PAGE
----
In fact, in some recently performed further work, we exploited the existence of these topological defects to shear the skyrmion lattice, leveraging the force which acts on a skyrmion in the presence of a non-uniform magnetic field. This allowed us to perform the first ever measurement of the so-called skyrmion Hall angle in a large class of skyrmion hosting materials. The skyrmion Hall angle is one of the topological properties of a skyrmion: under the influence of an external force, skyrmions move not in the direction of the applied force but instead at an angle to the force; this angle is defined as the skyrmion Hall angle. After performing the first measurement of this angle in an insulating material, we found that when there are no conduction electrons to dampen the skyrmion Hall angle, skyrmions are driven at nearly 90 degrees to the direction of an applied force! A manuscript is in preparation for these exciting findings.

Skyrmions can be manipulated very efficiently by a current, which was one of the main drives behind their surge of popularity in recent years. However, as skyrmions are also driven by magnetic fields, it is important to quantify the effect of the field generated by the current on the motion of current-driven skyrmions. During this project this force was quantified, it was found that the force due to the magnetic field negligibly deflects skyrmions from their path as the force is many orders of magnitude smaller than the spin-transfer torque delivered by the current.

Finally, a theoretical project investigating the interaction potential between skyrmions and their surroundings has been undertaken. The interaction between a skyrmion and the magnetic surface-twists which are present at the boundaries of their host materials was calculated, providing a significant correction to previously published results. This work is at the time of writing under review, but a preprint is available on the arXiv.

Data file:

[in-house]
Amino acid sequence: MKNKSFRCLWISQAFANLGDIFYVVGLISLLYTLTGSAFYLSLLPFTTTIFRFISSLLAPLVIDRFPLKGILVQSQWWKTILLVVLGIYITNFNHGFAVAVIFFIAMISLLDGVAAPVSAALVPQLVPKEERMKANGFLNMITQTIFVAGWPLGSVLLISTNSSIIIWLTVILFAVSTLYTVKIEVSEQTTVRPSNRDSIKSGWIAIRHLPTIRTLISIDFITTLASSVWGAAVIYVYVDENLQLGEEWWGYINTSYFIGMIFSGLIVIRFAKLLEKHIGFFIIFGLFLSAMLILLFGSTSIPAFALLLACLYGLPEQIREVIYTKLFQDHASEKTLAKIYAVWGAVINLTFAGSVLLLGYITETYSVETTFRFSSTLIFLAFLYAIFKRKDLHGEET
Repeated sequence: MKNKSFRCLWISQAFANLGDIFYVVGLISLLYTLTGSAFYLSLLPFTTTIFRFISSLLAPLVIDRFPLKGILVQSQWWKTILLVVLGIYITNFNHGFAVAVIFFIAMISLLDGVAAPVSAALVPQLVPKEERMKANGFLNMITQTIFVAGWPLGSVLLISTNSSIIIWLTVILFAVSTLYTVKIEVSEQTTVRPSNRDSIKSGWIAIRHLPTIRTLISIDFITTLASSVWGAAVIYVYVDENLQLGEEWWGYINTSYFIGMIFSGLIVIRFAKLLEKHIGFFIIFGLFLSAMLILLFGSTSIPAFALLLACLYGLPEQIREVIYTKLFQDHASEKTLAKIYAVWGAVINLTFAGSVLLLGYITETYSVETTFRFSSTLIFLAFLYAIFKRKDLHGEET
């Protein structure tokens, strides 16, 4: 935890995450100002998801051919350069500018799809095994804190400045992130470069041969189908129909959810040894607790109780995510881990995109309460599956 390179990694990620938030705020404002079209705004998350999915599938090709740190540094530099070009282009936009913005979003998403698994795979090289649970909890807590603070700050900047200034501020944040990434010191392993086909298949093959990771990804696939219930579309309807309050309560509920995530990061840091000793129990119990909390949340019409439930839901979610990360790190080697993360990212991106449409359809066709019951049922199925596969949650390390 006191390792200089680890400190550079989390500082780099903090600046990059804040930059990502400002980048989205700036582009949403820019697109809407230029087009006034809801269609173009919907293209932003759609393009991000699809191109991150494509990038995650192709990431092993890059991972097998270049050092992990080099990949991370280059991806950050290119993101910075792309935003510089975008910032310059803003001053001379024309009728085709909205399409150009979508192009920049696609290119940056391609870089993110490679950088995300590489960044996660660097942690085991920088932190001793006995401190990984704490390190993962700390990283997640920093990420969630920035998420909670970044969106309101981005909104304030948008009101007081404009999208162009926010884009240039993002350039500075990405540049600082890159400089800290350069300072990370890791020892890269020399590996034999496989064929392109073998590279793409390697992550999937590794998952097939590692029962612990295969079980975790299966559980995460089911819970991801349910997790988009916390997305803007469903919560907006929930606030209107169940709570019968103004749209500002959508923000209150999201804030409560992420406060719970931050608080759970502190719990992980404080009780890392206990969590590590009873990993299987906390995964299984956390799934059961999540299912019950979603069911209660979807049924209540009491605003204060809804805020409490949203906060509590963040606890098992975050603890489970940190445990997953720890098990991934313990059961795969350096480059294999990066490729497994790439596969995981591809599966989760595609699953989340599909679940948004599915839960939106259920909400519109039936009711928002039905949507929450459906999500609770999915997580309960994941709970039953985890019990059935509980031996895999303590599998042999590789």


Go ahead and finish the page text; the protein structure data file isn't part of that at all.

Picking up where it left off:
Exploitation Route A more full understanding of the nature of the skyrmion lattice under the strain provided by the experimental setup (involving magnetic fields generated by rare earth magnets) has already been found useful by several groups, and has contributed to an explanation of the scattering pattern obtained by another experimental group. Additionally, bounding the influence of the magnetic field generated by currents which are used to manipulate skyrmions will be useful for all device designers in the future. The theoretical work on skyrmion interactions changes the way that particle model skyrmion simulations are performed, vastly increasing the number of different geometries which can be explored with these techniques (involving the numerical integration of Thiele's famous equation of motion). Finally, the experimental determination of the skyrmion Hall angle paves the way for material engineers to design devices which exploit precisely the topological properties of the skyrmion.
Sectors Digital/Communication/Information Technologies (including Software),Other